I have been married for seven years and blessed with two kids. I found out that my husband was having an illicit relationship with a married woman. From then on, he began to beat me, uttering insulting words against me every time we talked about this matter. I can no longer endure such kind of treatment, so I applied for a protection order in our barangay (village). A village protection order was issued prohibiting my husband from inflicting further physical injuries on me. My husband complied with the order for about two months; however, on the third month, he insisted on going back to our house claiming that he has the right to live there, because it was his earnings that were spent for its construction.
When my husband refused to heed the protection order, did he violate any law? What if I decide to sue him for violation of Republic Act 9262, will the court award me custody of my children even if I do not have a job?
Yes, your husband may be made liable under Section 21 of Republic Act (RA) 9262 for his inability to completely follow the Barangay Protection Order (BPO). Under this provision of law, “a complaint for a violation of a BPO issued under this Act must be filed directly with any municipal trial court, metropolitan trial court or municipal circuit trial court that has territorial jurisdiction over the barangay that issued the BPO. Violation of a BPO shall be punishable by imprisonment of thirty (30) days without prejudice to any other criminal or civil action that the offended party may file for any of the acts committed. A judgment of violation of a BPO may be appealed according to the Rules of Court. During trial and upon judgment, the trial court may motu proprio issue a protection order as it deems necessary without need of an application.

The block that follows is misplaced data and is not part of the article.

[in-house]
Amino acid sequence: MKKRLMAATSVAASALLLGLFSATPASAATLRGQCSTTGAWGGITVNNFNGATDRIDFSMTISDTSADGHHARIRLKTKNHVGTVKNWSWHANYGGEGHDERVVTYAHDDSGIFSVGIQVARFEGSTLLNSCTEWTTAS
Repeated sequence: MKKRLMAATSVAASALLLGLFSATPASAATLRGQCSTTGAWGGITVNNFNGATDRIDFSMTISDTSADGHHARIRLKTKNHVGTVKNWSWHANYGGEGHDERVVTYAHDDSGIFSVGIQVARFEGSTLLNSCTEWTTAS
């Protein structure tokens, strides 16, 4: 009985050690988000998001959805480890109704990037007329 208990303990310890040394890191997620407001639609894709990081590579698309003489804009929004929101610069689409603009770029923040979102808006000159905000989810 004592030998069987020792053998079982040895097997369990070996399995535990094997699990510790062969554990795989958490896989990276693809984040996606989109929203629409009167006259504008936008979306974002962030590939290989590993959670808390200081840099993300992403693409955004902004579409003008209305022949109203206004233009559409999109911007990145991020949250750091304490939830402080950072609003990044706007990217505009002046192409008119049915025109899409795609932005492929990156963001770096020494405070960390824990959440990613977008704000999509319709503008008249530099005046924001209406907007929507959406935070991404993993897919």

Violation of any provision of a TPO or PPO issued under this Act shall constitute contempt of court punishable under Rule 71 of the Rules of Court, without prejudice to any other criminal or civil action that the offended party may file for any of the acts committed.”
As to your question regarding the custody of your children, this is answered by Section 28 of the same law, which states, “The woman victim of violence shall be entitled to the custody and support of her child/children. Children below seven (7) years old or older but with mental or physical disabilities shall automatically be given to the mother, with right to support, unless the court finds compelling reasons to order otherwise. A victim who is suffering from battered woman syndrome shall not be disqualified from having custody of her children. In no case shall custody of minor children be given to the perpetrator of a woman who is suffering from battered woman syndrome.”
Again, we find it necessary to mention that this opinion is solely based on the facts you have narrated and our appreciation of the same. The opinion may vary when the facts are changed or elaborated.
We hope that we were able to enlighten you on the matter.
Editor’s note: Dear PAO is a daily column of the Public Attorney’s Office. Questions for Chief Acosta may be sent to firstname.lastname@example.org